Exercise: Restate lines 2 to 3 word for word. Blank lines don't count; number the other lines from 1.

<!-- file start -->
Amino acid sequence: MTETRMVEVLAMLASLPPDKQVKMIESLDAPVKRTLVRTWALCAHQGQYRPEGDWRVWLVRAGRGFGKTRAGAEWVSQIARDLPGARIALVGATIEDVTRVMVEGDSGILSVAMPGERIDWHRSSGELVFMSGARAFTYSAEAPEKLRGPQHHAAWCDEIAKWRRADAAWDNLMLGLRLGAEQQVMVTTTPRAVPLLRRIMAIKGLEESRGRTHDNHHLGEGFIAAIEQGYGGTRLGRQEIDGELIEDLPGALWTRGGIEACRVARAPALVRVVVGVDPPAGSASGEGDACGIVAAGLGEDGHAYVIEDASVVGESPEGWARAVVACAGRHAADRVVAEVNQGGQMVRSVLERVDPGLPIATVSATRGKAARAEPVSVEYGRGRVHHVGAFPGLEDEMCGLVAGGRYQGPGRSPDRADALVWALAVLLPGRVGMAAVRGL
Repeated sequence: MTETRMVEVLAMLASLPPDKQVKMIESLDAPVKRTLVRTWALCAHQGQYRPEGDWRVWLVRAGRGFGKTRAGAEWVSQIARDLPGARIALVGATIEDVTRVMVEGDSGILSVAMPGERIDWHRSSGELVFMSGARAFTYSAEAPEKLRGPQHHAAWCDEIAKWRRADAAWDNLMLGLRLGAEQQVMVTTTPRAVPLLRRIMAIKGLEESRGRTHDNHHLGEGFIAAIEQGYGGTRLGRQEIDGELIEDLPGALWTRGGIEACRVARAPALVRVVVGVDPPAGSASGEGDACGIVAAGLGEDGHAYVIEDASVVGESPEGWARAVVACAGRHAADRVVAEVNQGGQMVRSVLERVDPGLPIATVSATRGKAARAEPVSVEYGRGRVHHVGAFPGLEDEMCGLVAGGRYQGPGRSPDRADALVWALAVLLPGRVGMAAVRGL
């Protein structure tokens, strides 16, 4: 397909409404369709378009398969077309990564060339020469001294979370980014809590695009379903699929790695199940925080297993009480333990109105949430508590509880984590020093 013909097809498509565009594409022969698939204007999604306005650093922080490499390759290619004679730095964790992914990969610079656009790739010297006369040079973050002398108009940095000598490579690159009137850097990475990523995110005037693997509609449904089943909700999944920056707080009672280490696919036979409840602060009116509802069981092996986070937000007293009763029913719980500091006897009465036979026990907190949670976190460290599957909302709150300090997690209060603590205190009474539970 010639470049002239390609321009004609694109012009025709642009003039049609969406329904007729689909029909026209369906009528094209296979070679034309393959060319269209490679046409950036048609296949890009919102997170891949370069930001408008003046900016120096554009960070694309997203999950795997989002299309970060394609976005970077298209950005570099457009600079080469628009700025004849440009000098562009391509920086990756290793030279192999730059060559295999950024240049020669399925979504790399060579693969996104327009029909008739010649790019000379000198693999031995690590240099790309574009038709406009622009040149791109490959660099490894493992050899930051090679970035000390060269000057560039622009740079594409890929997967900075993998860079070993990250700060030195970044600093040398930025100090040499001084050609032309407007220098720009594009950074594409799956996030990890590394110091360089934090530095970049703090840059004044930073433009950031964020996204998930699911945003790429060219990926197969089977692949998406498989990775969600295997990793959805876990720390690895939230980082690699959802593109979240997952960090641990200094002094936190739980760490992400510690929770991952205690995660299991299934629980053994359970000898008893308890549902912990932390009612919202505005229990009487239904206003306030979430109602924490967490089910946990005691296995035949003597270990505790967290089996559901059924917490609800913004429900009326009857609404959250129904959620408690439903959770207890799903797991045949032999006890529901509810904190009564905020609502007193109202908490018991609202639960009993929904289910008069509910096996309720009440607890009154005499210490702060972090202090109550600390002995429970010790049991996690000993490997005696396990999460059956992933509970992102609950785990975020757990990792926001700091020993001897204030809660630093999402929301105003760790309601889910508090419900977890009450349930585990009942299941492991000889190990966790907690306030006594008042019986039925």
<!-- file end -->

Repeated sequence: MTETRMVEVLAMLASLPPDKQVKMIESLDAPVKRTLVRTWALCAHQGQYRPEGDWRVWLVRAGRGFGKTRAGAEWVSQIARDLPGARIALVGATIEDVTRVMVEGDSGILSVAMPGERIDWHRSSGELVFMSGARAFTYSAEAPEKLRGPQHHAAWCDEIAKWRRADAAWDNLMLGLRLGAEQQVMVTTTPRAVPLLRRIMAIKGLEESRGRTHDNHHLGEGFIAAIEQGYGGTRLGRQEIDGELIEDLPGALWTRGGIEACRVARAPALVRVVVGVDPPAGSASGEGDACGIVAAGLGEDGHAYVIEDASVVGESPEGWARAVVACAGRHAADRVVAEVNQGGQMVRSVLERVDPGLPIATVSATRGKAARAEPVSVEYGRGRVHHVGAFPGLEDEMCGLVAGGRYQGPGRSPDRADALVWALAVLLPGRVGMAAVRGL
């Protein structure tokens, strides 16, 4: 397909409404369709378009398969077309990564060339020469001294979370980014809590695009379903699929790695199940925080297993009480333990109105949430508590509880984590020093 013909097809498509565009594409022969698939204007999604306005650093922080490499390759290619004679730095964790992914990969610079656009790739010297006369040079973050002398108009940095000598490579690159009137850097990475990523995110005037693997509609449904089943909700999944920056707080009672280490696919036979409840602060009116509802069981092996986070937000007293009763029913719980500091006897009465036979026990907190949670976190460290599957909302709150300090997690209060603590205190009474539970 010639470049002239390609321009004609694109012009025709642009003039049609969406329904007729689909029909026209369906009528094209296979070679034309393959060319269209490679046409950036048609296949890009919102997170891949370069930001408008003046900016120096554009960070694309997203999950795997989002299309970060394609976005970077298209950005570099457009600079080469628009700025004849440009000098562009391509920086990756290793030279192999730059060559295999950024240049020669399925979504790399060579693969996104327009029909008739010649790019000379000198693999031995690590240099790309574009038709406009622009040149791109490959660099490894493992050899930051090679970035000390060269000057560039622009740079594409890929997967900075993998860079070993990250700060030195970044600093040398930025100090040499001084050609032309407007220098720009594009950074594409799956996030990890590394110091360089934090530095970049703090840059004044930073433009950031964020996204998930699911945003790429060219990926197969089977692949998406498989990775969600295997990793959805876990720390690895939230980082690699959802593109979240997952960090641990200094002094936190739980760490992400510690929770991952205690995660299991299934629980053994359970000898008893308890549902912990932390009612919202505005229990009487239904206003306030979430109602924490967490089910946990005691296995035949003597270990505790967290089996559901059924917490609800913004429900009326009857609404959250129904959620408690439903959770207890799903797991045949032999006890529901509810904190009564905020609502007193109202908490018991609202639960009993929904289910008069509910096996309720009440607890009154005499210490702060972090202090109550600390002995429970010790049991996690000993490997005696396990999460059956992933509970992102609950785990975020757990990792926001700091020993001897204030809660630093999402929301105003760790309601889910508090419900977890009450349930585990009942299941492991000889190990966790907690306030006594008042019986039925």